Why hello there! It's been a few months since I've participated in the Insecure Writer's Support Group. Summer was a bit crazy and it was best that I stepped away for a while. To be perfectly honest, I just haven't felt much like writing.
So I decided to sign up for NaNoWriMo (National Novel Writer's Month). I should have known that life would get even more hectic and it has (more on that in a future post). I typed a little one Day One. I eked out a few words in pencil on Day Two. Days Three and Four were a bust but I was able to talk to a writer friend a little about writing so I'm not counting those days as a total loss.
As I wandered through Day Five (this past Monday), I had a head cold and had pushed myself too much the day before hiking in the rain. That morning, before heading out to run errands, I clicked on an email from the NaNo admins and saw this quote:
That resonated with me. If you're like me, you want writing to be glamorous. We float down the hall to our writing room, coffee in hand, sit at the computer and away we type, glorious sentence after glorious sentence. The truth is that many times we have a great idea but the minute we start to put it on paper it misses the mark. I'll have these lovely scenes all mapped out in my mind but the minute I start to type, it sounds like I've lost all ability to communicate coherently. To be blunt, the words suck and I'm left with a mess that doesn't resemble the story in my head.
Gardening is a lot of work. You have to prepare the soil, the yard, the garden area. You have to get the plants are start the seeds. You have to plant them, water them, keep them alive until their roots are established and can stand up without fear of losing them in the next mild storm. Then you have to weed and watch and harvest, all the while continuing to tend the ground around you, trimming and plucking, planting and pruning. And that's how we have to go at writing. Unless you buy a house with a mature garden already in tact, you're going to have to do a lot of work to get your yard exactly how you want it. Cottage gardens aren't born over night; it takes years to get that lovely explosion of color and texture. Novels aren't completed in a month. A draft? Sure! I've done it many times. But after the drafting – the seed starting, the rooting, the watering – you have to tend to those words and help them grow.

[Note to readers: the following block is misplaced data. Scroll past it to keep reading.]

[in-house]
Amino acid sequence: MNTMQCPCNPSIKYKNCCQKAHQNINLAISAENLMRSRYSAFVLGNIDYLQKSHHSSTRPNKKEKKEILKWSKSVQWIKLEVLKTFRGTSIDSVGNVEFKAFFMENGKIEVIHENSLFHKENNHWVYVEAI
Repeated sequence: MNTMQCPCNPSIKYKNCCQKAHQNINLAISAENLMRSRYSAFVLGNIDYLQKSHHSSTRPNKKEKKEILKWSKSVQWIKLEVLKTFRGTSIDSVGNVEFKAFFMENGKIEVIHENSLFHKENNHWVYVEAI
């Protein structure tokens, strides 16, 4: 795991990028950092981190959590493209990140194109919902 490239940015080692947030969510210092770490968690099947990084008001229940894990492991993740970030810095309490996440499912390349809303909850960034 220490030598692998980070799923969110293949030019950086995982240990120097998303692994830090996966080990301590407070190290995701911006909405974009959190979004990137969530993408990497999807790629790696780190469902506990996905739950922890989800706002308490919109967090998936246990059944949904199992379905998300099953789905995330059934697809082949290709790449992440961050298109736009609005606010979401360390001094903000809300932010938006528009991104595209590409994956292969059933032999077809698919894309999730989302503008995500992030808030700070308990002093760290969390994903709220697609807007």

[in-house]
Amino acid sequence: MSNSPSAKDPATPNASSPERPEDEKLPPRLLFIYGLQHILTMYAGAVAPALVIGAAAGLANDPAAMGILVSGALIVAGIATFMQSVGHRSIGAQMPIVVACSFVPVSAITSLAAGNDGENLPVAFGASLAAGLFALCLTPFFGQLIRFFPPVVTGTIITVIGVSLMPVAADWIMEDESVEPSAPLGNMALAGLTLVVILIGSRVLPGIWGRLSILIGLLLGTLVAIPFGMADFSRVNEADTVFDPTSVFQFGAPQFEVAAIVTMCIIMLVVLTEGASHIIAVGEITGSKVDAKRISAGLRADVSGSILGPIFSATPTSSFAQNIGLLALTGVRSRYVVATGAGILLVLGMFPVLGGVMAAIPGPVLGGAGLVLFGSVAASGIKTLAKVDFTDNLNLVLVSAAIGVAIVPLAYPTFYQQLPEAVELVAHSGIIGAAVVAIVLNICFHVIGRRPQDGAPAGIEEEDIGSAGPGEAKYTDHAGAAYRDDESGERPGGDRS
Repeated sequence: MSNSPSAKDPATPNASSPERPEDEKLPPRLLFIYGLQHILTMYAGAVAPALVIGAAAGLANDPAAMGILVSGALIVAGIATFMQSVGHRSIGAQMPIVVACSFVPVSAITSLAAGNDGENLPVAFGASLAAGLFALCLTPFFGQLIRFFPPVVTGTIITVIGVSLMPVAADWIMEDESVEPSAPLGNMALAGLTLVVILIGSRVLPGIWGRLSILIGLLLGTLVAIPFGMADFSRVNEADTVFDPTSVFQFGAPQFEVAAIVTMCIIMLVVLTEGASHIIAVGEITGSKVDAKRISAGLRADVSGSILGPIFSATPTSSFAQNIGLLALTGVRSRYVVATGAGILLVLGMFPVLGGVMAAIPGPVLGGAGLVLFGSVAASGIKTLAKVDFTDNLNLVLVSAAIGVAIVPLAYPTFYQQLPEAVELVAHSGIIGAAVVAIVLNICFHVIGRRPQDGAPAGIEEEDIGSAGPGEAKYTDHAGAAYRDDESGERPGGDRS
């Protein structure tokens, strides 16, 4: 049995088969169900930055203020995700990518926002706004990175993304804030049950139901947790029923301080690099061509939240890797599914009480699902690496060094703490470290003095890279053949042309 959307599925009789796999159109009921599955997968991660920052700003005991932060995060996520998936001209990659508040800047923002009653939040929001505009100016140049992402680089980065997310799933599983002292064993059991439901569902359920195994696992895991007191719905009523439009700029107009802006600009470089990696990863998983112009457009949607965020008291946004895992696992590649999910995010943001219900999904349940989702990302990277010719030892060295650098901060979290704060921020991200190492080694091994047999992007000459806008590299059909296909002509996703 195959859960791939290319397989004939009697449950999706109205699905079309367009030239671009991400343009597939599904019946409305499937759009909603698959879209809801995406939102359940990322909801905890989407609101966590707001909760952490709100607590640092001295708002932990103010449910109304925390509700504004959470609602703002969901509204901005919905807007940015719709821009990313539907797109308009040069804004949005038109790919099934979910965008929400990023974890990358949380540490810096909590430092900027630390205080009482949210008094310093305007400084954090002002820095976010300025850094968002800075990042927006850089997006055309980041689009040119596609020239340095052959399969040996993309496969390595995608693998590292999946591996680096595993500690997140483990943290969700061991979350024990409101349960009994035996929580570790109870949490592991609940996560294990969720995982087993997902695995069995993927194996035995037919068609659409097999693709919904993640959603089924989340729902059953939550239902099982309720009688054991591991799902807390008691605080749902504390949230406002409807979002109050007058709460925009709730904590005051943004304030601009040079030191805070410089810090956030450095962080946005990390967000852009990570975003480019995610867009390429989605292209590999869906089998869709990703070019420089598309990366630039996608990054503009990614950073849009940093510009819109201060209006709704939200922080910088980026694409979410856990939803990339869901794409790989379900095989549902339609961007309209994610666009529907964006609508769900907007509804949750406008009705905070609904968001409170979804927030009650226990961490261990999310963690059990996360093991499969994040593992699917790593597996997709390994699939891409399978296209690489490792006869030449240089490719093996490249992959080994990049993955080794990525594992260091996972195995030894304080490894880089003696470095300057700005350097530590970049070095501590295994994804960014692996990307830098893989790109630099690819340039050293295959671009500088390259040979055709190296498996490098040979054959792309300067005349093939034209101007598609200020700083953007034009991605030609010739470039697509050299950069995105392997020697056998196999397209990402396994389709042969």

So what's the point? What's the key to both of these projects? Patience and the willingness to go to the computer (or the garden) a little bit every day. You have to look at the writing, the gardening, the process as important. Even ten minutes a day will get your closer to the words The End than doing nothing. Just because you can't finish a novel in a day doesn't mean you can't work on it daily. Believe that what you're doing is important and it will become important to you. It will become something that you can be proud of, something that will begin to grow, and sprout leaves and then one day you'll see the buds form and flowers will burst forth and you'll realize all those gorgeous blossoms are there because you took the time to tend them and you didn't give up on then when they were just spindly little twigs sticking up out of the cold, hard earth.
Think of every idea as a seed, every word as part of the tending. Think of your stories as plants that need water and fertilizer and weeding 'round the roots. Allow your stories to take root so that they'll grow in strength, in your mind and on the screen. And as you tend them, you'll start to see them change and you'll recognize them by their flowers. When the time comes, you'll get to harvest them – send them off to agents and publishers – and see what kind of beauty and nourishment they can bring you and those around you.
But you can't get tomatoes if you don't plant the seedlings. And you can't get a novel if you don't sit down, day by day, and write the story, word by word.
PS: If you're interested, I'm chronicling my NaNo journey on my Instagram account @jenchandlerwashere. Feel free to click over and join in!